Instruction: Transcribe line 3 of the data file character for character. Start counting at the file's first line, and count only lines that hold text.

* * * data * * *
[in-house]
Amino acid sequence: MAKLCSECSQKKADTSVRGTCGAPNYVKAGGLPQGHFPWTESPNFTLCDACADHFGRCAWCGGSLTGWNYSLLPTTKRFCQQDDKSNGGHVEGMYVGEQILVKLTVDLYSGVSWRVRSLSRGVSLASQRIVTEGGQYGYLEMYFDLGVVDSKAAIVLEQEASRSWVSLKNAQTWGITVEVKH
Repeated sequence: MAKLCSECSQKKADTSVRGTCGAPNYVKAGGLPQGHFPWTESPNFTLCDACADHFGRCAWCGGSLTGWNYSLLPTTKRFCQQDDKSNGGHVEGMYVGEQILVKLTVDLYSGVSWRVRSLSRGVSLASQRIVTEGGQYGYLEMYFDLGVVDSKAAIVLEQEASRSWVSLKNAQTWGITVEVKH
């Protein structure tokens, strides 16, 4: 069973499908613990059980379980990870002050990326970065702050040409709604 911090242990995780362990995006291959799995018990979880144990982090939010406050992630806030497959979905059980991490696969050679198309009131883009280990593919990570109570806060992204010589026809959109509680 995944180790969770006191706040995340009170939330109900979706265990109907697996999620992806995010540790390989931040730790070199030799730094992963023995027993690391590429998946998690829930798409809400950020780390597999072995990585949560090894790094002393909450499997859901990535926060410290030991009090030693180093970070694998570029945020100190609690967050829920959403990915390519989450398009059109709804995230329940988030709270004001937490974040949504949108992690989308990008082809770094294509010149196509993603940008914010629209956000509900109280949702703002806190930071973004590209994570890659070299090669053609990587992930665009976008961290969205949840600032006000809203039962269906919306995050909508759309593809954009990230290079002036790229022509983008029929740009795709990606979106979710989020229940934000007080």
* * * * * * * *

Repeated sequence: MAKLCSECSQKKADTSVRGTCGAPNYVKAGGLPQGHFPWTESPNFTLCDACADHFGRCAWCGGSLTGWNYSLLPTTKRFCQQDDKSNGGHVEGMYVGEQILVKLTVDLYSGVSWRVRSLSRGVSLASQRIVTEGGQYGYLEMYFDLGVVDSKAAIVLEQEASRSWVSLKNAQTWGITVEVKH